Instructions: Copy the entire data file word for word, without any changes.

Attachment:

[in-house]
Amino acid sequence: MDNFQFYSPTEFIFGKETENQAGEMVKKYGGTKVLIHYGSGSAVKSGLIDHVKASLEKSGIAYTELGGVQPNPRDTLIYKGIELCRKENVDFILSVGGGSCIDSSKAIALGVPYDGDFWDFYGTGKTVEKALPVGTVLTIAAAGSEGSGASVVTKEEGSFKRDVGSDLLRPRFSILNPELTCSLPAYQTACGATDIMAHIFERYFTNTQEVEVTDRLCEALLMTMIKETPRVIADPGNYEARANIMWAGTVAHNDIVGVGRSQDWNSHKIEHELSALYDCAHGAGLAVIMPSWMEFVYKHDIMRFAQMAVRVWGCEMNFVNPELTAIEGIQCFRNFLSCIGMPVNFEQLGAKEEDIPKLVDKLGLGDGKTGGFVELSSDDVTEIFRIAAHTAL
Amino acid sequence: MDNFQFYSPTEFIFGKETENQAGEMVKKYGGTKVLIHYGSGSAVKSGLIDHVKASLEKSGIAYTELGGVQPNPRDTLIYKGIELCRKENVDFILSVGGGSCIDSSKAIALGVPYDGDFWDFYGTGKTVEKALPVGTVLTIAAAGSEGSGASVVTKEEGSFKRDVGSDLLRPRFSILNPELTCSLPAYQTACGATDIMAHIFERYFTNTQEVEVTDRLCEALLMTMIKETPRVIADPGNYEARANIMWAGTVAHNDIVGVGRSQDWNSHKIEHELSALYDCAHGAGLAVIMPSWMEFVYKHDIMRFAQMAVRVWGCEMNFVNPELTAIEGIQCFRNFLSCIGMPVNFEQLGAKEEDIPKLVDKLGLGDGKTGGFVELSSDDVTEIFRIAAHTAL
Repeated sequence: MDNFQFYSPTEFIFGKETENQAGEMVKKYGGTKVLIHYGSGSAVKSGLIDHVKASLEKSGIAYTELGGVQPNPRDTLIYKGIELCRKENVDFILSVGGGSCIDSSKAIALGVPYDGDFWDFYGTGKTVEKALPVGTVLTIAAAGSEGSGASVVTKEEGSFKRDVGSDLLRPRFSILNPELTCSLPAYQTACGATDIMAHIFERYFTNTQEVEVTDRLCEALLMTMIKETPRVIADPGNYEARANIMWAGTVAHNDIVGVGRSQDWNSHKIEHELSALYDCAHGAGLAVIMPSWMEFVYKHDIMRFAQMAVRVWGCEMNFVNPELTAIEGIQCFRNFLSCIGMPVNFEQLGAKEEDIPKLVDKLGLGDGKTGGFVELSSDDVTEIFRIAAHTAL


[in-house]
Amino acid sequence: MDNFQFYSPTEFIFGKETENQAGEMVKKYGGTKVLIHYGSGSAVKSGLIDHVKASLEKSGIAYTELGGVQPNPRDTLIYKGIELCRKENVDFILSVGGGSCIDSSKAIALGVPYDGDFWDFYGTGKTVEKALPVGTVLTIAAAGSEGSGASVVTKEEGSFKRDVGSDLLRPRFSILNPELTCSLPAYQTACGATDIMAHIFERYFTNTQEVEVTDRLCEALLMTMIKETPRVIADPGNYEARANIMWAGTVAHNDIVGVGRSQDWNSHKIEHELSALYDCAHGAGLAVIMPSWMEFVYKHDIMRFAQMAVRVWGCEMNFVNPELTAIEGIQCFRNFLSCIGMPVNFEQLGAKEEDIPKLVDKLGLGDGKTGGFVELSSDDVTEIFRIAAHTAL
Amino acid sequence: MDNFQFYSPTEFIFGKETENQAGEMVKKYGGTKVLIHYGSGSAVKSGLIDHVKASLEKSGIAYTELGGVQPNPRDTLIYKGIELCRKENVDFILSVGGGSCIDSSKAIALGVPYDGDFWDFYGTGKTVEKALPVGTVLTIAAAGSEGSGASVVTKEEGSFKRDVGSDLLRPRFSILNPELTCSLPAYQTACGATDIMAHIFERYFTNTQEVEVTDRLCEALLMTMIKETPRVIADPGNYEARANIMWAGTVAHNDIVGVGRSQDWNSHKIEHELSALYDCAHGAGLAVIMPSWMEFVYKHDIMRFAQMAVRVWGCEMNFVNPELTAIEGIQCFRNFLSCIGMPVNFEQLGAKEEDIPKLVDKLGLGDGKTGGFVELSSDDVTEIFRIAAHTAL
Repeated sequence: MDNFQFYSPTEFIFGKETENQAGEMVKKYGGTKVLIHYGSGSAVKSGLIDHVKASLEKSGIAYTELGGVQPNPRDTLIYKGIELCRKENVDFILSVGGGSCIDSSKAIALGVPYDGDFWDFYGTGKTVEKALPVGTVLTIAAAGSEGSGASVVTKEEGSFKRDVGSDLLRPRFSILNPELTCSLPAYQTACGATDIMAHIFERYFTNTQEVEVTDRLCEALLMTMIKETPRVIADPGNYEARANIMWAGTVAHNDIVGVGRSQDWNSHKIEHELSALYDCAHGAGLAVIMPSWMEFVYKHDIMRFAQMAVRVWGCEMNFVNPELTAIEGIQCFRNFLSCIGMPVNFEQLGAKEEDIPKLVDKLGLGDGKTGGFVELSSDDVTEIFRIAAHTAL